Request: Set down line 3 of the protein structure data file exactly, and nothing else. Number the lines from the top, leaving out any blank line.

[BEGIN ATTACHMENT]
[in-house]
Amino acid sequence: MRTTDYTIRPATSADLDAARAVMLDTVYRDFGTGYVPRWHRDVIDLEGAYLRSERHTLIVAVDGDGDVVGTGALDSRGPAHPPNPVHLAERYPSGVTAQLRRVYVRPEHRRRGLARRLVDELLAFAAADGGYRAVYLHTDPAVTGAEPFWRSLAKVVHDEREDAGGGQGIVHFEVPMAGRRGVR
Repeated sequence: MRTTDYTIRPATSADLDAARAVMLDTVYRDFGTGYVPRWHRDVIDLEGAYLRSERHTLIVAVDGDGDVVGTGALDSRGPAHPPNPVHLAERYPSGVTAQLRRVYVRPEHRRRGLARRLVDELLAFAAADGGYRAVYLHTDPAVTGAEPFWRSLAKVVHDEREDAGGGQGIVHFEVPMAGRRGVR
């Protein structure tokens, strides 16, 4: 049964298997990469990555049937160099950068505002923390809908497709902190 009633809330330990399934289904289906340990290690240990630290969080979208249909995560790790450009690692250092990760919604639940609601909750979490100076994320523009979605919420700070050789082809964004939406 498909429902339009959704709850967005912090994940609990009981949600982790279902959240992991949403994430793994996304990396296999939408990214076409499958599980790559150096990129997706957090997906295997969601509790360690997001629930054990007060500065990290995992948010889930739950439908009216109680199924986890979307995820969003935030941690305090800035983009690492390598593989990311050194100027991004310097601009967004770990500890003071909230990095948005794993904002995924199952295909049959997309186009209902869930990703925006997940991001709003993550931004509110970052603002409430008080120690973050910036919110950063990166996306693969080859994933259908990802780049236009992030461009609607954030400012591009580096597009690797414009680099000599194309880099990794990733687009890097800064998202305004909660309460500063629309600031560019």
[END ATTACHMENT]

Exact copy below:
Repeated sequence: MRTTDYTIRPATSADLDAARAVMLDTVYRDFGTGYVPRWHRDVIDLEGAYLRSERHTLIVAVDGDGDVVGTGALDSRGPAHPPNPVHLAERYPSGVTAQLRRVYVRPEHRRRGLARRLVDELLAFAAADGGYRAVYLHTDPAVTGAEPFWRSLAKVVHDEREDAGGGQGIVHFEVPMAGRRGVR